A year of water splitting from one device

 Abigail Hallowes writes about an EES article in Chemistry World


Researchers from the US have optimised a photoelectrochemical cell (PEC) so that it can continuously split water into clean burning hydrogen and oxygen for over 2200 hours – the equivalent to one year of outdoor operation.

In order for PECs to be a competitive energy provider, they should efficiently covert solar into chemical energy, whilst remaining stable for years of continuous operation. The condition of the electrodes in PECs is a major concern as they immediately start to corrode once immersed in the electrolyte. Previous PEC researchers have only been able to produce systems that are either stable for 4–100 hours but inefficient, or efficient but only stable for a few minutes; they have not been able to incorporate both required properties.

Scanning-electron micrograph image of a microwire array with its protective coating

Scanning-electron micrograph image of a microwire array with its protective coating

 
Electrode instability is brought on when the energy required to excite an electron is within the same energy range that causes electrode corrosion; photocorrosion then becomes competitive with water splitting. In these cases, it is most likely that photocorrosion is thermodynamically more favourable which therefore leads to unstable electrodes. Now, a team led by Nathan Lewis at the California Institute of Technology have drastically increased PEC stability whilst achieving a 100% Faradaic efficiency for oxygen evolution.
 
Their approach increased the electrochemically active sites versus the surface area of the electrode through the use of silicon microwire arrays; this led to a decrease in the effective current density at the electrode–electrolyte interface, increasing the energy required for photocorrosion, which decreased the rate of photocorrosion. They also coated the arrays in a protective but conductive layer, to act as a corrosion-resistant barrier while maintaining efficient charge transfer to the reaction sites, as well as with an oxygen evolution catalyst to promote water oxidation.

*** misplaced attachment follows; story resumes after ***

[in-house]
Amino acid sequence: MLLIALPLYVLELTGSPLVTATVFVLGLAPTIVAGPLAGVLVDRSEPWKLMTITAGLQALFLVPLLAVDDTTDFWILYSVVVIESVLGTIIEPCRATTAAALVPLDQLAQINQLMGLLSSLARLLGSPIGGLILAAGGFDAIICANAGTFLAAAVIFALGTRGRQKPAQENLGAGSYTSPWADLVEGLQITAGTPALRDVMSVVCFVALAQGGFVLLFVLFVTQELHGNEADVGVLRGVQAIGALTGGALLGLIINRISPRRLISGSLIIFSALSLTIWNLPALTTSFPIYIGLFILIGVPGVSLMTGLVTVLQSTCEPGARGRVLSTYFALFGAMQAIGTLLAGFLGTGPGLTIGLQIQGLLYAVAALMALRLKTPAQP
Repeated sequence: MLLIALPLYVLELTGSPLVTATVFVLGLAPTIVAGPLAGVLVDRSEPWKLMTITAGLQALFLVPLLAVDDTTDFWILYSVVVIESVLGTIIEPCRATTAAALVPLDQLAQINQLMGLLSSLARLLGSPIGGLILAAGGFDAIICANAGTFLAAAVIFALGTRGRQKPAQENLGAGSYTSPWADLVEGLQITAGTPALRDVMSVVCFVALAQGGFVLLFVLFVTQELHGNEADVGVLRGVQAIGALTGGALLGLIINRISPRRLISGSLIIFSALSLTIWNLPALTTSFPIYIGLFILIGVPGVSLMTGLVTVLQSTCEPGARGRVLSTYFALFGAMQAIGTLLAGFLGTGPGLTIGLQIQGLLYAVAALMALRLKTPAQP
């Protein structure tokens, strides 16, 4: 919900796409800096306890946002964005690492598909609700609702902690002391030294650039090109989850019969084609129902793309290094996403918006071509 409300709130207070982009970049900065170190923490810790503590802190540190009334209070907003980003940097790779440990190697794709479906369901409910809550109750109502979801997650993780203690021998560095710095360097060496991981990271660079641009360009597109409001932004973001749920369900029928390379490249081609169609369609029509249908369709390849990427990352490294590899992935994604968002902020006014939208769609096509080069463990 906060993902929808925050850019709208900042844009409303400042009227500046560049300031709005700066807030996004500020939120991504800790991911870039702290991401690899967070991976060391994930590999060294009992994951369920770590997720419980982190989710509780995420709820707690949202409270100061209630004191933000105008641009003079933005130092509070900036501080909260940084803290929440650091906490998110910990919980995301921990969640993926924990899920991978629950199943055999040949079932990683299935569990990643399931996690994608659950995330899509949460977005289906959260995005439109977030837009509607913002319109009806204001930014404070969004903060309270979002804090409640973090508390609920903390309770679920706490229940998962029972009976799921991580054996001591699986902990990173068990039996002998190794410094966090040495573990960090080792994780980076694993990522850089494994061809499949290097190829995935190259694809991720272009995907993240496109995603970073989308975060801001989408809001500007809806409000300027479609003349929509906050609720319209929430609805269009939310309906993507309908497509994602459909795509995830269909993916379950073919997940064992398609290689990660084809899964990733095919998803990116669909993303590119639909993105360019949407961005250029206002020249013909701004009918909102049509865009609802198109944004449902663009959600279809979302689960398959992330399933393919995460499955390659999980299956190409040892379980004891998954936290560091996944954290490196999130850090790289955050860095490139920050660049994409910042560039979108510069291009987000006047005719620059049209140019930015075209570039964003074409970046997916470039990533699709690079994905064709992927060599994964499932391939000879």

Brian Seger, a photoelectrochemist at the Technical University of Denmark, explains that water splitting provides some very corrosive conditions so stability has been a large hurdle in this field: ‘The fact that the Lewis group could test their device for three months with no noticeable corrosion indicates that this hurdle is surmountable.’
 
Materials scientist, Dongyuan Zhao, of Fudan University, China, describes the work was a breakthrough and says it ‘shows great potential for industrial application.’

Interested to find out more? Read the full article by Abigail Hallowes in Chemistry World.

Read the original article in Energy and Environmental Science:

Stabilization of Si microwire arrays for solar-driven H2O oxidation to O2(g) in 1.0 M KOH(aq) using conformal coatings of amorphous TiO2
Matthew R. Shaner,ab   Shu Hu,ab   Ke Sunab and   Nathan S. Lewis
Energy Environ. Sci., 2015, Advance Article
DOI: 10.1039/C4EE03012E

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Emma Stephen writes about an EES article in Chemistry World

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Read the full news article on the work from Bert Sels et al. online at Chemistry World.

The original research article is also free to access for a limited time – download it here:

Direct catalytic conversion of cellulose to liquid straight-chain alkanes
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Redirecting electrons boosts algal hydrogen generation

Jonathan Midgley writes about an EES article in Chemistry World